Development of a Robotics-based Satellites Docking Simulator

Melak Zebenay

Research output: ThesisDissertation (TU Delft, preparation external)


The European Proximity Operation Simulator (EPOS) is a hardware-in-the-loop (HIL) system aiming, among other objectives, at emulating on-orbit docking of spacecraft for verification and validation of the docking phase. This HIL docking simulator set-up essentially consists of docking interfaces, simulating the servicing satellite called chaser satellite, the serviced satellite called target satellite, a sensor of the forces and torques during contact, and two industrial robots that hold the docking interfaces, and control satellites motion relative position and attitude. Furthermore, the EPOS includes a real-time controller interface linked to a computer-based numerical simulator of satellites orbital and attitude dynamics. A key feature of this set-up is the feedback loop that is closed on the real force sensed at the docking interfaces during contact. That feedback force is used as driving input to satellites dynamics numerical simulation. This HIL docking simulation concept has the unique advantage of using the measured contact forces and torques, but it presents significant challenges. The high stiffness of the industrial robots and the docking interfaces yields a high bandwidth contact dynamics at impact and, thus, very short contact time durations. These times might be shorter than the inherent time delay of the robot controllers. This leads to physical inconsistency in the docking dynamics and measured variables. This also causes a stability issue in the force feedback HIL system during contact and may cause catastrophic damages to the robots. Additional problems that need to be addressed are the characterization of the stability domain of operation, the compensation of the non-contact forces and torques, such as the measured forces and torques due to gravity effect. Finally, this thesis addresses the task of identifying the dynamic behavior of the robot end-effectors. This thesis addresses the above mentioned challenges and problems and presents solutions towards a stable and safe docking simulation operation of the EPOS facility. First, in order to mitigate the high stiffness and time delay problem, the thesis introduces a novel idea of simulating contact based on a concept called hybrid contact dynamics model. The method, developed in this thesis, is based on a combination of a passive compliance control introduced at the end-effector of the robot and a virtual contact model. The virtual contact model allows the operator to vary the contact parameters which can also be used as a control gain. The method also allows to solve the stability problem coming from the combination of time delay of the robot controller and high stiffness of the robot end-effector. For the passive compliance control, a new device is designed that has fairly known stiffness properties which are softer than the robot and docking interface stiffness. Second, the thesis presents a stability analysis of the proposed method via the adaptation of the pole location method to dead-time systems. The analysis is based on a linearized design model of the dynamics; linearization is performed around the docking geometrical configuration. This work first presents an analysis for the single dimensional case, which is then extended to two dimensions. The highlight of the stability analysis is the development of physically intuitive state-space model that easily unveil the modes of the contact dynamics. The application of the pole location method to the resulting second-order characteristics polynomial is straight forward. The contribution of this analysis is a closed-form relationship, and associated plots, among the system's parameter, i.e., the satellite's masses, the stiffness and damping coefficient of the contact parameters, the delay, and the geometry. In addition, the stability analysis is supported using the passivity method which is valid for three dimensions. Third, a model of the force-torque sensor is presented, and the classical weighted least-squares estimation technique is suggested for the identification and compensation of the non-contact forces and torques from the contact force and the torque measurement. Finally, it is proposed to utilize a LEICA laser tracker, a positioning measurement system, in order to identify the robot end-effectors dynamics behaviors such as the natural frequency and damping ratio. This hybrid contact dynamics model and the accompanying analysis is envisioned as a tool for safe and flexible EPOS operations. This tool shall allow emulation of the desired impact dynamics for any stiffness and damping characteristics within the stability region without recurring to a modification of the hardware. The experimental results of the robotics based hybrid docking simulator comply with experimental data from an air-bearing testbed that was independently performed by this author at the Space Robotics Laboratory of Tohoku University. It demonstrates the validity of the novel EPOS concept of operations and increases the confidence of using this approach for future on-orbit docking/contact algorithm validation, at the EPOS facility.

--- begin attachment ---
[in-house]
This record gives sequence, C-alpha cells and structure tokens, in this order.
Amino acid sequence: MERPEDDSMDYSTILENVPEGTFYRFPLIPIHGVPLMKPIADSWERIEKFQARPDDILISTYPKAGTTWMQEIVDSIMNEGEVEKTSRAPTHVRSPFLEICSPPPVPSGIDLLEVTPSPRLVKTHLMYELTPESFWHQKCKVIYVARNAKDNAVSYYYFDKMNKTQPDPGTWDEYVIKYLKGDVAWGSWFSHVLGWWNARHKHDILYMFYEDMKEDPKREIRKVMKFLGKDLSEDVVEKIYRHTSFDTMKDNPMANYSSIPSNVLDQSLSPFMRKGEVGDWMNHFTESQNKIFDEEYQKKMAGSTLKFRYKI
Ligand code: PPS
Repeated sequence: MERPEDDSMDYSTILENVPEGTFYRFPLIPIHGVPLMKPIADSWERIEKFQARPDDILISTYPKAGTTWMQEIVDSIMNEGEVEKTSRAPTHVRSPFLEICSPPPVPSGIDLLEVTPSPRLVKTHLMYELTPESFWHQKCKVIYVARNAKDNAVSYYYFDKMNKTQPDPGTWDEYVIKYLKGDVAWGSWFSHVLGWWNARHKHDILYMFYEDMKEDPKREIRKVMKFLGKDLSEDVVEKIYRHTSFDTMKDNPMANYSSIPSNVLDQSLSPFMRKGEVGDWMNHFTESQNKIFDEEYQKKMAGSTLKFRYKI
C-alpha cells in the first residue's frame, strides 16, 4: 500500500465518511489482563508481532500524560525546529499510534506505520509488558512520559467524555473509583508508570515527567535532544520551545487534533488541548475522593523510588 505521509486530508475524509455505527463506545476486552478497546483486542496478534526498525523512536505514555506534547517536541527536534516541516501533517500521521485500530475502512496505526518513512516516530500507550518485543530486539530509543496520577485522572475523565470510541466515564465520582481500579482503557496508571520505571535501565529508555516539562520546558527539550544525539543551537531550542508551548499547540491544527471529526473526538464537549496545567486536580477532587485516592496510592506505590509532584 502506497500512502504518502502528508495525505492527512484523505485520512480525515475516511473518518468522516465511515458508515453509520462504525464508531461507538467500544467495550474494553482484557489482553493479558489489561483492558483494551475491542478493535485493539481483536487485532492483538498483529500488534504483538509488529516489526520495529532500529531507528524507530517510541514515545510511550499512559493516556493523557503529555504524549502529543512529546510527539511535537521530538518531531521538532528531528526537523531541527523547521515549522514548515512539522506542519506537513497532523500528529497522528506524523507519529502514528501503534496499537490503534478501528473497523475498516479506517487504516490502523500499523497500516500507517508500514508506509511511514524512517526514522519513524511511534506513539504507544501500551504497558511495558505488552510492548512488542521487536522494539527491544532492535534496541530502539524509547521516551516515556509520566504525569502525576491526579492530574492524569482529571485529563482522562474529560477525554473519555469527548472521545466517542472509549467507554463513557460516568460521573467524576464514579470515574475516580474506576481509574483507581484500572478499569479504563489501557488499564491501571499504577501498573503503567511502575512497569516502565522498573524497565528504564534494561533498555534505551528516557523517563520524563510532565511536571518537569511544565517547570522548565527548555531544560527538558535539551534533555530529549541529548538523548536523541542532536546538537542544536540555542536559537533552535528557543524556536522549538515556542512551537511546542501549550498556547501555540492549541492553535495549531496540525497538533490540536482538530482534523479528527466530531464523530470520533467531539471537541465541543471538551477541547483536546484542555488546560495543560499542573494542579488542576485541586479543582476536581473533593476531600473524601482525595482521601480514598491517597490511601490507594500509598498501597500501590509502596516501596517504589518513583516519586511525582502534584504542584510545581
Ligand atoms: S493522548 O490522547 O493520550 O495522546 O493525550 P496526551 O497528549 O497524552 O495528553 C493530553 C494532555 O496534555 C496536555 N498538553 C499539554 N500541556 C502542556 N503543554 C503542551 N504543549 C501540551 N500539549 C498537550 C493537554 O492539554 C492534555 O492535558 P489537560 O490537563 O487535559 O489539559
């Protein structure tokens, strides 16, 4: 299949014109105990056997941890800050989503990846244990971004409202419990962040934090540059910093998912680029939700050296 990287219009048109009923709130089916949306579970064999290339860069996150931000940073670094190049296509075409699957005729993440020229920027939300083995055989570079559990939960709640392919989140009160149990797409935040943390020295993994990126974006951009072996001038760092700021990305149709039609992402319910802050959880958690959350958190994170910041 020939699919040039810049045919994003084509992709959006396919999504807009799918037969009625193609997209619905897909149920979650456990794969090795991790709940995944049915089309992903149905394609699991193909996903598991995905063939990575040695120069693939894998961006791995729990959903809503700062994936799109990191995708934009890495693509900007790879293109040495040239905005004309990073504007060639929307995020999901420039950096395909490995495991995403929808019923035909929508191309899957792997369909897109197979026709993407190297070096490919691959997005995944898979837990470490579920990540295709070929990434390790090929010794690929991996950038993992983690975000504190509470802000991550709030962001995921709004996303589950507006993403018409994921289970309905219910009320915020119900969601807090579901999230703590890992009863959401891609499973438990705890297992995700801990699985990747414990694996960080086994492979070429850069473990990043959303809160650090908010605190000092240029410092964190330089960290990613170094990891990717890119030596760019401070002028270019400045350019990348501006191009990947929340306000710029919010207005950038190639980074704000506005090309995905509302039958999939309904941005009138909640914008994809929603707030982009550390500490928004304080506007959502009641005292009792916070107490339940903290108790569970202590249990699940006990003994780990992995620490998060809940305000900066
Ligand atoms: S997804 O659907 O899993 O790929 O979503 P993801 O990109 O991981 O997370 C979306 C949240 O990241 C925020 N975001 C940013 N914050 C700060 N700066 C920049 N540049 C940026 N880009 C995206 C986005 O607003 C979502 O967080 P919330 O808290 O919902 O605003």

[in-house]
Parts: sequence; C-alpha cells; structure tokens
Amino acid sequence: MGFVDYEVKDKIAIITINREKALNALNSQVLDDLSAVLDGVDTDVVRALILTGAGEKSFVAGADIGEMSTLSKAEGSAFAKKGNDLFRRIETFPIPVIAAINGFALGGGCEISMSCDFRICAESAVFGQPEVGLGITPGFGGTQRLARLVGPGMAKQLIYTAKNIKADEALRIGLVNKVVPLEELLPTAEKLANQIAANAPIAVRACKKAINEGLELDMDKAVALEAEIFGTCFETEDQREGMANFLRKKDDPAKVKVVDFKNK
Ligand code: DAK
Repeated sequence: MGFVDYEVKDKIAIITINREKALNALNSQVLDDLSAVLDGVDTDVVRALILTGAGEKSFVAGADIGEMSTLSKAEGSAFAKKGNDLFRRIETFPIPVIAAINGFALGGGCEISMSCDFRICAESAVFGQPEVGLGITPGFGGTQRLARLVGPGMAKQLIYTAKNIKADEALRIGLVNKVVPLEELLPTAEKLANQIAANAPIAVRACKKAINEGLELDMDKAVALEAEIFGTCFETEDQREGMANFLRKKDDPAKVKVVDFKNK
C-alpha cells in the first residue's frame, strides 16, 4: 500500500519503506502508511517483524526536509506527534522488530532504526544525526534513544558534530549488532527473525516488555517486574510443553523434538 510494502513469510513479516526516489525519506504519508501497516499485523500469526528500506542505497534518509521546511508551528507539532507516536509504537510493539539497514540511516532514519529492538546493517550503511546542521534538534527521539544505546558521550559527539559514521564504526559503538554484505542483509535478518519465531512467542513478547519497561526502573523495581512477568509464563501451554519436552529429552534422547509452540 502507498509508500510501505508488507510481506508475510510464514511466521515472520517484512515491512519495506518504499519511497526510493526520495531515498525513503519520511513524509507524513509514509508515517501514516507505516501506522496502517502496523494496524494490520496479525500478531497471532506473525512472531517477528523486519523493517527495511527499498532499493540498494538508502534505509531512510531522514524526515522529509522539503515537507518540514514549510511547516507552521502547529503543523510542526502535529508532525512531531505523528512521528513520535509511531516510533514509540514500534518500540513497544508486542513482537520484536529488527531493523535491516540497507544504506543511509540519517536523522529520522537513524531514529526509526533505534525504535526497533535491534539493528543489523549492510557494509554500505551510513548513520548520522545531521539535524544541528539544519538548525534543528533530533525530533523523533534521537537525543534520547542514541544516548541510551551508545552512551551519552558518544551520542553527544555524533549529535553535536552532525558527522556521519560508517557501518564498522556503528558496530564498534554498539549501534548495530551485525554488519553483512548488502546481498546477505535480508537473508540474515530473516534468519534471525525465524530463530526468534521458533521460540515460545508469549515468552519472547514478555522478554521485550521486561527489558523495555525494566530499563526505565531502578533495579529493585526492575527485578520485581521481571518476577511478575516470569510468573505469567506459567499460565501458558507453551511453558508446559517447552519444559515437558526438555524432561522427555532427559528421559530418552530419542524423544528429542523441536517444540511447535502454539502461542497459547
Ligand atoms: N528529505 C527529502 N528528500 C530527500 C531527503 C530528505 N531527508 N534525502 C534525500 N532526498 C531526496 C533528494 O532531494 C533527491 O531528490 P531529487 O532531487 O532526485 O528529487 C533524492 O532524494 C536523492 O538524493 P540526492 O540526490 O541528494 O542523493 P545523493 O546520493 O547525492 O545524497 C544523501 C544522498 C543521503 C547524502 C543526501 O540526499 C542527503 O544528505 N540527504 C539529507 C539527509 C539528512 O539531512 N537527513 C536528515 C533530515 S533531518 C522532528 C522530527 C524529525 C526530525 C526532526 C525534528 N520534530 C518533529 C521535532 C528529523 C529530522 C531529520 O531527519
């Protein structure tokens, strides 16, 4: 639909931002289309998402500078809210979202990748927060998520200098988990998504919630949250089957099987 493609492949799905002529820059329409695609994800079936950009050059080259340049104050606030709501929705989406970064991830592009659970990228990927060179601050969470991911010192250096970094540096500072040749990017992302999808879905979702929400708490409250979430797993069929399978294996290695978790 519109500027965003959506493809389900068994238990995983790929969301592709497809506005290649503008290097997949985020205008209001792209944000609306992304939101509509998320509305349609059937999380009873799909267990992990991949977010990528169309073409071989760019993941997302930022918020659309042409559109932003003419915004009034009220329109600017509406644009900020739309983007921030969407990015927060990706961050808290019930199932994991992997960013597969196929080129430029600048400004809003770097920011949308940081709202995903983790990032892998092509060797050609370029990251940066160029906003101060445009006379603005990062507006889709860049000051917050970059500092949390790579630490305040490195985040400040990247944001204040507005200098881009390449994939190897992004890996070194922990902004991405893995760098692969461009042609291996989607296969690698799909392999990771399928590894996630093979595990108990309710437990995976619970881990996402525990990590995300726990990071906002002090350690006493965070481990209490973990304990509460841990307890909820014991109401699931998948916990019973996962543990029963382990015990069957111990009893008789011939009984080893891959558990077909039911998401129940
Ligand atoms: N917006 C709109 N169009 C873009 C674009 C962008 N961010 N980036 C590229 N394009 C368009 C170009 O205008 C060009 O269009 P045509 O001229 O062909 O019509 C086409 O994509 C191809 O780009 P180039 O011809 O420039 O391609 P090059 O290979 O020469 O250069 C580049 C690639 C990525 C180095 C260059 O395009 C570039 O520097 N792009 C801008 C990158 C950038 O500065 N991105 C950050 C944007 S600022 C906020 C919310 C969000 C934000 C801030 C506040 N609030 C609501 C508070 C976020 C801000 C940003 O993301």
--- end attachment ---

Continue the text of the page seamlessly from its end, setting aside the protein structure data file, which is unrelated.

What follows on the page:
Original languageEnglish
QualificationMaster of Science
  • Gill, E.K.A., Supervisor
  • Choukroun, Daniel, Advisor
Award date17 Mar 2014
Print ISBNs978-94-6186-276-1
Publication statusPublished - 2014


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